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Portugal Lisboa7 Oriente

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Gare do Oriente is one of the main transport hubs in Lisbon, Portugal. It was designed by the Spanish arquitect Santiago Calatrava and built by Necso. It was finished in 1998 for the Expo '98 world's fair in Parque das Nações, where it is located. It encompasses a Lisbon Metro station, a high-speed, commuter and regional train hub, a local, national and international bus station, a shopping centre and a police office. The station bears considerable resemblance to Calatrava's earlier Allen Lambert Galleria within Toronto's Brookfield Place. Oriente Station is one of the world's largest stations, with 75 million passengers per year which makes it as busy as Grand Central Terminal in New York. Calatrava won the competition for the design of a station for visitors to the 1998 Expo. He transformed this former industrial wasteland into an urban renewal project and in the process created an important station not only for the World's Fair visitors but travelers on intercity trains, bus lines, and metro lines. In addition, the Expo's Portuguese Pavilion by Alvaro Siza is planned to house the city government of Lisbon.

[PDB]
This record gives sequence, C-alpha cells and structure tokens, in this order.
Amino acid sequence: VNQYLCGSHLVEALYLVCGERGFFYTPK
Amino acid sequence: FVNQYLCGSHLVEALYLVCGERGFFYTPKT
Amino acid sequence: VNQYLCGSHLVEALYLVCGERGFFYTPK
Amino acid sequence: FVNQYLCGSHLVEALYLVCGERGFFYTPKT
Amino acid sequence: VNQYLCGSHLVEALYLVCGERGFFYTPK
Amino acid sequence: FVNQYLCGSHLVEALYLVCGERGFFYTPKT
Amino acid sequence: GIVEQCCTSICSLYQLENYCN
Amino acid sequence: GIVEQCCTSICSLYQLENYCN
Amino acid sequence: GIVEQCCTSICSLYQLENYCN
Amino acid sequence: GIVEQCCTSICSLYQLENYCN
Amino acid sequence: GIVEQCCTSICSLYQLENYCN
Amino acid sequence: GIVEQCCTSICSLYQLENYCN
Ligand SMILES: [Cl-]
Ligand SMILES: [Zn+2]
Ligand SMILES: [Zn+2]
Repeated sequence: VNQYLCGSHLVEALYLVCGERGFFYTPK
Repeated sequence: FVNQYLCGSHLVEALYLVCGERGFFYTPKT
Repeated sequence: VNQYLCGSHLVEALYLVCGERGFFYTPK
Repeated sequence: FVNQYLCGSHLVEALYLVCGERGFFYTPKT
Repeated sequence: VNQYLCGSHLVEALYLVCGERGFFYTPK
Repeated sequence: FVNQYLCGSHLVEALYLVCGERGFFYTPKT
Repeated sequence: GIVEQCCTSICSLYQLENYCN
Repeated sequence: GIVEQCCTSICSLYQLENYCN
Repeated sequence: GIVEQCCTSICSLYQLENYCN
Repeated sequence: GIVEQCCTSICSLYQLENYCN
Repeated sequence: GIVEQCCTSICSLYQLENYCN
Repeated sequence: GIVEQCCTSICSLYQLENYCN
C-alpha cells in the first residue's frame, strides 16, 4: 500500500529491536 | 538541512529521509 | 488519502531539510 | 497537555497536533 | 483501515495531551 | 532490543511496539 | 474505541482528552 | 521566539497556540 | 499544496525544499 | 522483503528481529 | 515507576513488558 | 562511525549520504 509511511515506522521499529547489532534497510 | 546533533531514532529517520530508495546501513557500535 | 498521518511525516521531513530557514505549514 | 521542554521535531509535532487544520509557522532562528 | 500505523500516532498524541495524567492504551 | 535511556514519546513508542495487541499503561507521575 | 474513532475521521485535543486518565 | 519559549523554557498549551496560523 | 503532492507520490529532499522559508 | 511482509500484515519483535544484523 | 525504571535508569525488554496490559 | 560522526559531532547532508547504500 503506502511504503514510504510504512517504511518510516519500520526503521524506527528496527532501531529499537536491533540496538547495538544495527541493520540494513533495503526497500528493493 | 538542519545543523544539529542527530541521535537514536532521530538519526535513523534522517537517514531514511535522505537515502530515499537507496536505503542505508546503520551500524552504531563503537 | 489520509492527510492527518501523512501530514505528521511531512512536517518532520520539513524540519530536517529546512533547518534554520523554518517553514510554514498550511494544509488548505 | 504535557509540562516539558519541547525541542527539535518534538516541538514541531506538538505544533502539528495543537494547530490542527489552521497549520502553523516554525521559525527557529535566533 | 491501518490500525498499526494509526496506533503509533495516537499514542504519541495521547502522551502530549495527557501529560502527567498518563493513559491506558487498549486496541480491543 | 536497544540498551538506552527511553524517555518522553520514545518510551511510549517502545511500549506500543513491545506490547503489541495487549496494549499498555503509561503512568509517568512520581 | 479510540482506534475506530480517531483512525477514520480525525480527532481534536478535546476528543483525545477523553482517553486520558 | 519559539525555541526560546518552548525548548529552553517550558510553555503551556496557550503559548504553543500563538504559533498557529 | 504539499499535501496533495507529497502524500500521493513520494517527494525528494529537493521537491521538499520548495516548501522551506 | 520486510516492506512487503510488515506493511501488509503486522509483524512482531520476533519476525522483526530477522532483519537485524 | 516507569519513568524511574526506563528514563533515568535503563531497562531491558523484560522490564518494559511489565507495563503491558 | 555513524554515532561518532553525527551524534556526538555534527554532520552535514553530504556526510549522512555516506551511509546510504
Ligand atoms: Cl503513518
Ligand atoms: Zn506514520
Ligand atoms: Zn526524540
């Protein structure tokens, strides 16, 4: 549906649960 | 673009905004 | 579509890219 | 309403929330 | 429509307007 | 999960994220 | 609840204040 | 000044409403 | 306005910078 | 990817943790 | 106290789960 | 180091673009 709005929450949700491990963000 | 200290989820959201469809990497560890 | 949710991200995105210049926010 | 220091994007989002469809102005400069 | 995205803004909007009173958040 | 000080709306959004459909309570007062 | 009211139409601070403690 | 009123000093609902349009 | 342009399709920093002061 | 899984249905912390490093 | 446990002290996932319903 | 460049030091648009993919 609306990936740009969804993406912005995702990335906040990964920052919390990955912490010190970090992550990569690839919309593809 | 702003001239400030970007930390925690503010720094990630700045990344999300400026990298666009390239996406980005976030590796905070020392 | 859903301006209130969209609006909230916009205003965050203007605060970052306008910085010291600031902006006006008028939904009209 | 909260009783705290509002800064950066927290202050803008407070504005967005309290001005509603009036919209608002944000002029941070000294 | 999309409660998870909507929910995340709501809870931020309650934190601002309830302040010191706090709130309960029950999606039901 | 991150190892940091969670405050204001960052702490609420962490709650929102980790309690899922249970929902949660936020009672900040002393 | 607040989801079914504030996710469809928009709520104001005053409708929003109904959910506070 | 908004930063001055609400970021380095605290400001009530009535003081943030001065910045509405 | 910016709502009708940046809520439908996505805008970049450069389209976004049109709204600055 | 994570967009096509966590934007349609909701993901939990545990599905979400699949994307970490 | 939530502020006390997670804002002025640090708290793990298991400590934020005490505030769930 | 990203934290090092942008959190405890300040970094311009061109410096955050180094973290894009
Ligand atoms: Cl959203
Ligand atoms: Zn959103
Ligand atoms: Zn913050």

Parque das Nações (Park of Nations): the futuristic architecture of Eastern Lisbon is a complete contrast to the city's old quarters. Most of it was built by innovative architects for Expo 98, the World Fair that took place in Portugal's capital between May and September of 1998
Parque das Nações (Park of the Nations) is a Portuguese civil parish (freguesia) of the city of Lisbon a striking modern side to historic and traditional Lisbon, which extends along the north-eastern side of the Tejo Estuary. The district was rejuvenated from a desolate industrial wasteland for Expo ‘98, and has since been transformed into the centre for corporate Portugal




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Created 02-14-2022
Created by michaelasanda

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